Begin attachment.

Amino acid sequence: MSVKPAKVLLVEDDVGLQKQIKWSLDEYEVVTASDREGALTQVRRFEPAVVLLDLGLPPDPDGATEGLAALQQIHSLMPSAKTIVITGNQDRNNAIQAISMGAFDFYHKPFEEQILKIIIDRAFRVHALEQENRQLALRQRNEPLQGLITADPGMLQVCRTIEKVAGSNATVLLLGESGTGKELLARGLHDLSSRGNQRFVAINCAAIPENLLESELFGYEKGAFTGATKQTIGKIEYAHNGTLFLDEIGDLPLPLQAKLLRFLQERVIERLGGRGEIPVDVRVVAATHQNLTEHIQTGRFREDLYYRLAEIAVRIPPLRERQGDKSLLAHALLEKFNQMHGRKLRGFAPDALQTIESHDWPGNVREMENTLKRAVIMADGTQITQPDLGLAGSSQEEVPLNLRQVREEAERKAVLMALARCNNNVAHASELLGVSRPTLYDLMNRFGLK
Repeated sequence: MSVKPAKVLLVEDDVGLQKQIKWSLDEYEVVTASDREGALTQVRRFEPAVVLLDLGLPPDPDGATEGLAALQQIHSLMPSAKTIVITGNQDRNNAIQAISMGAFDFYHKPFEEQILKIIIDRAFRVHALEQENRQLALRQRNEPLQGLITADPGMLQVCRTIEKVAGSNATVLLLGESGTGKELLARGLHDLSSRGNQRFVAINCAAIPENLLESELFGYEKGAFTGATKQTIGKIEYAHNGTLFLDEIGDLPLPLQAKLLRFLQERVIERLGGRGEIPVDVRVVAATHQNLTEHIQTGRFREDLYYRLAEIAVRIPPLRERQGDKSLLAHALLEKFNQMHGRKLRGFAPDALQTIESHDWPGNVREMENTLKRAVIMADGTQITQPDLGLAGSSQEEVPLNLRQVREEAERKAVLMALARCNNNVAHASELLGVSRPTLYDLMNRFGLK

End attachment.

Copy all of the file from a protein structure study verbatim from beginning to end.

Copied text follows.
Amino acid sequence: MSVKPAKVLLVEDDVGLQKQIKWSLDEYEVVTASDREGALTQVRRFEPAVVLLDLGLPPDPDGATEGLAALQQIHSLMPSAKTIVITGNQDRNNAIQAISMGAFDFYHKPFEEQILKIIIDRAFRVHALEQENRQLALRQRNEPLQGLITADPGMLQVCRTIEKVAGSNATVLLLGESGTGKELLARGLHDLSSRGNQRFVAINCAAIPENLLESELFGYEKGAFTGATKQTIGKIEYAHNGTLFLDEIGDLPLPLQAKLLRFLQERVIERLGGRGEIPVDVRVVAATHQNLTEHIQTGRFREDLYYRLAEIAVRIPPLRERQGDKSLLAHALLEKFNQMHGRKLRGFAPDALQTIESHDWPGNVREMENTLKRAVIMADGTQITQPDLGLAGSSQEEVPLNLRQVREEAERKAVLMALARCNNNVAHASELLGVSRPTLYDLMNRFGLK
Repeated sequence: MSVKPAKVLLVEDDVGLQKQIKWSLDEYEVVTASDREGALTQVRRFEPAVVLLDLGLPPDPDGATEGLAALQQIHSLMPSAKTIVITGNQDRNNAIQAISMGAFDFYHKPFEEQILKIIIDRAFRVHALEQENRQLALRQRNEPLQGLITADPGMLQVCRTIEKVAGSNATVLLLGESGTGKELLARGLHDLSSRGNQRFVAINCAAIPENLLESELFGYEKGAFTGATKQTIGKIEYAHNGTLFLDEIGDLPLPLQAKLLRFLQERVIERLGGRGEIPVDVRVVAATHQNLTEHIQTGRFREDLYYRLAEIAVRIPPLRERQGDKSLLAHALLEKFNQMHGRKLRGFAPDALQTIESHDWPGNVREMENTLKRAVIMADGTQITQPDLGLAGSSQEEVPLNLRQVREEAERKAVLMALARCNNNVAHASELLGVSRPTLYDLMNRFGLK